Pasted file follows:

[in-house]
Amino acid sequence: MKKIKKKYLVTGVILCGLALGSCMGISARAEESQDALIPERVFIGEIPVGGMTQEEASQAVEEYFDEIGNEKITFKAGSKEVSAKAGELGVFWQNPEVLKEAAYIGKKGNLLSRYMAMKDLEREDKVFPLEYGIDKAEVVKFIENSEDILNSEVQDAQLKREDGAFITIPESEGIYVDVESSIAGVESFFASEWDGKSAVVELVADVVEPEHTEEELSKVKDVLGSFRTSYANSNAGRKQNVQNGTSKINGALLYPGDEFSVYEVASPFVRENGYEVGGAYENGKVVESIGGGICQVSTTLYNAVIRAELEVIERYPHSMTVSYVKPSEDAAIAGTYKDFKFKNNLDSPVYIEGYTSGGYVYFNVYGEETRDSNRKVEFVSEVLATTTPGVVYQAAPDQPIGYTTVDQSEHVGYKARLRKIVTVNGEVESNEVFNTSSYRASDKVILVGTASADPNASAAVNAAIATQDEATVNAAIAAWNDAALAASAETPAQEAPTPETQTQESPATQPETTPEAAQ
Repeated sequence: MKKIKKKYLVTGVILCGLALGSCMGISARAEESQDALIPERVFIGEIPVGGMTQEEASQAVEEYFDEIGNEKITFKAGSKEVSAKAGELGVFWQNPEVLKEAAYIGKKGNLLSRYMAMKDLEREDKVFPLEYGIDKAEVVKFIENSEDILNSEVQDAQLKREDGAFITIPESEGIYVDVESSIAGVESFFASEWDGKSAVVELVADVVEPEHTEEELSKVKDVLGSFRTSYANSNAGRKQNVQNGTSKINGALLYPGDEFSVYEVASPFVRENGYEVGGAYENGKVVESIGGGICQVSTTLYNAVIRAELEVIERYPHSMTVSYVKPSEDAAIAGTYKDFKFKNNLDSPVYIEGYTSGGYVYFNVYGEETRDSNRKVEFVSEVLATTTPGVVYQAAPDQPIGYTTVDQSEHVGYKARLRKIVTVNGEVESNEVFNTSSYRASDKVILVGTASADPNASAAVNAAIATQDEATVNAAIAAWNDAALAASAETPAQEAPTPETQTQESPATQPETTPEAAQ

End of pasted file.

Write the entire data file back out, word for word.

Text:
[in-house]
Amino acid sequence: MKKIKKKYLVTGVILCGLALGSCMGISARAEESQDALIPERVFIGEIPVGGMTQEEASQAVEEYFDEIGNEKITFKAGSKEVSAKAGELGVFWQNPEVLKEAAYIGKKGNLLSRYMAMKDLEREDKVFPLEYGIDKAEVVKFIENSEDILNSEVQDAQLKREDGAFITIPESEGIYVDVESSIAGVESFFASEWDGKSAVVELVADVVEPEHTEEELSKVKDVLGSFRTSYANSNAGRKQNVQNGTSKINGALLYPGDEFSVYEVASPFVRENGYEVGGAYENGKVVESIGGGICQVSTTLYNAVIRAELEVIERYPHSMTVSYVKPSEDAAIAGTYKDFKFKNNLDSPVYIEGYTSGGYVYFNVYGEETRDSNRKVEFVSEVLATTTPGVVYQAAPDQPIGYTTVDQSEHVGYKARLRKIVTVNGEVESNEVFNTSSYRASDKVILVGTASADPNASAAVNAAIATQDEATVNAAIAAWNDAALAASAETPAQEAPTPETQTQESPATQPETTPEAAQ
Repeated sequence: MKKIKKKYLVTGVILCGLALGSCMGISARAEESQDALIPERVFIGEIPVGGMTQEEASQAVEEYFDEIGNEKITFKAGSKEVSAKAGELGVFWQNPEVLKEAAYIGKKGNLLSRYMAMKDLEREDKVFPLEYGIDKAEVVKFIENSEDILNSEVQDAQLKREDGAFITIPESEGIYVDVESSIAGVESFFASEWDGKSAVVELVADVVEPEHTEEELSKVKDVLGSFRTSYANSNAGRKQNVQNGTSKINGALLYPGDEFSVYEVASPFVRENGYEVGGAYENGKVVESIGGGICQVSTTLYNAVIRAELEVIERYPHSMTVSYVKPSEDAAIAGTYKDFKFKNNLDSPVYIEGYTSGGYVYFNVYGEETRDSNRKVEFVSEVLATTTPGVVYQAAPDQPIGYTTVDQSEHVGYKARLRKIVTVNGEVESNEVFNTSSYRASDKVILVGTASADPNASAAVNAAIATQDEATVNAAIAAWNDAALAASAETPAQEAPTPETQTQESPATQPETTPEAAQ